In the new British study, also noted on MSNBC’s site in an article titled, "Candy-gobbling kids may turn violent as adults," and reported in the scientific study-based  journal article, "Confectionery consumption in childhood and adult violence," researchers have spent the past four decades tracking 10-year-olds’ candy intake and found that those who ate the sweet treats on a daily basis were more likely to be arrested for violent offenses than those who didn’t. The scientists behind the study say that its results support the belief that those who eat healthier foods tend to make better behavioral decisions.

The research noted, according to the abstract, "Diet has been associated with behavioral problems, including aggression, but the long-term effects of childhood diet on adult violence have not been studied." Scientists tested the hypothesis that excessive consumption of confectionery at age 10 years predicts convictions for violence in adulthood (age 34 years).

Data from age 5, 10 and 34 years were used. Children that ate confections daily at age 10 years were significantly more likely to have been convicted for violence at age 34 years, "a relationship that was robust when controlling for ecological and individual factors."

The new results are based on data from the British Cohort Study, a large research effort to chart the long-term health of almost every person born in Britain during a one-week period in April of 1970. That amounts to more than 17,000 people who are assessed at regular intervals. The 1970 British Cohort Study (BCS70) is a continuing, multi-disciplinary longitudinal study which takes as its subjects all those living in England, Scotland and Wales who were born in one particular week in April 1970.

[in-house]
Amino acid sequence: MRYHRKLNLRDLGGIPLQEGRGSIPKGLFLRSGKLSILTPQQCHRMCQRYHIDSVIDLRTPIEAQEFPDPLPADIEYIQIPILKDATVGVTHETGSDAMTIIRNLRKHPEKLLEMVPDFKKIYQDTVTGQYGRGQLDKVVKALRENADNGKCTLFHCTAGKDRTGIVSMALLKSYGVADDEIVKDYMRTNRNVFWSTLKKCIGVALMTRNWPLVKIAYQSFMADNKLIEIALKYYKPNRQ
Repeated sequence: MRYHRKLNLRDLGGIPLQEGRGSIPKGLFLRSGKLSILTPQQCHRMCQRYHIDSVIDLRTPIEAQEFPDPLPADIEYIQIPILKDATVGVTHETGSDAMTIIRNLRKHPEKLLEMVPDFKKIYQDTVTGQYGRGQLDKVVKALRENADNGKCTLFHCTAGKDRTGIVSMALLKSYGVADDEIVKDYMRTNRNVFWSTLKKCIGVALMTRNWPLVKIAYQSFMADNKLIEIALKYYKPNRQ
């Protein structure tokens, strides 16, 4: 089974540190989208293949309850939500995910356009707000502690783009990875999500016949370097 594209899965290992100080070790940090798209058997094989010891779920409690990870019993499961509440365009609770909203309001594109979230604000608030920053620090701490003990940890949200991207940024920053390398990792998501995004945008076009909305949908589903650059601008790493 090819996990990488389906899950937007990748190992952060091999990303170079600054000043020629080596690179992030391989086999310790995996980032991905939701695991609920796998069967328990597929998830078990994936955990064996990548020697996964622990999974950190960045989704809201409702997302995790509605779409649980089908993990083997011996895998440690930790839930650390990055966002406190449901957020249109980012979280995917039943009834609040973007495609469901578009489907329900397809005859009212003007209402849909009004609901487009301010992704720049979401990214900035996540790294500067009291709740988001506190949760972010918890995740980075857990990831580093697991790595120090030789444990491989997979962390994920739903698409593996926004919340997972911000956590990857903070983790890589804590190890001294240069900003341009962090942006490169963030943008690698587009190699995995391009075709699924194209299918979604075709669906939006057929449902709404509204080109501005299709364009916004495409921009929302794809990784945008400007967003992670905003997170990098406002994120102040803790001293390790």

See: the study, Simon C. Moore, Lisa M. Carter, and Stephanie van Goozen "Confectionery consumption in childhood and adult violence," The British Journal of Psychiatry 2009 v. 195, p. 366-367. [Abstract] [Full Text] [PDF].  The October 2009 study revealed that 69 per cent of those with a criminal record of violence consumed candy daily as children. The researchers looked at other social and economic factors that might have skewed their findings. When everything was taken into account, the link between sweets and violence persisted.

Resources

Confectionery consumption in childhood and adult violence 

British Cohort Study

Candy-gobbling kids may turn violent as adults

Centre for Longitudinal Studies: British Cohort Study 

 

For more info: browse my books,  Neurotechnology with Culinary Memoirs from the Daily Nutrition & Health Reporter (2009). Or browse: How Nutrigenomics Fights Childhood Type 2 Diabetes & Weight Issues  (2009) or Predictive Medicine for Rookies (2005). Or see my books,  How to Safely Tailor Your Foods, Medicines, & Cosmetics to Your Genes  (2003) or How to Interpret Family History & Ancestry DNA Test Results for Beginners (2004) or How to Open DNA-driven Genealogy Reporting & Interpreting Businesses. (2007). Check out my free audio lecture on Internet Archive, How nutrigenomics fights childhood type 2 diabetes. Photo credits: Flickr.com.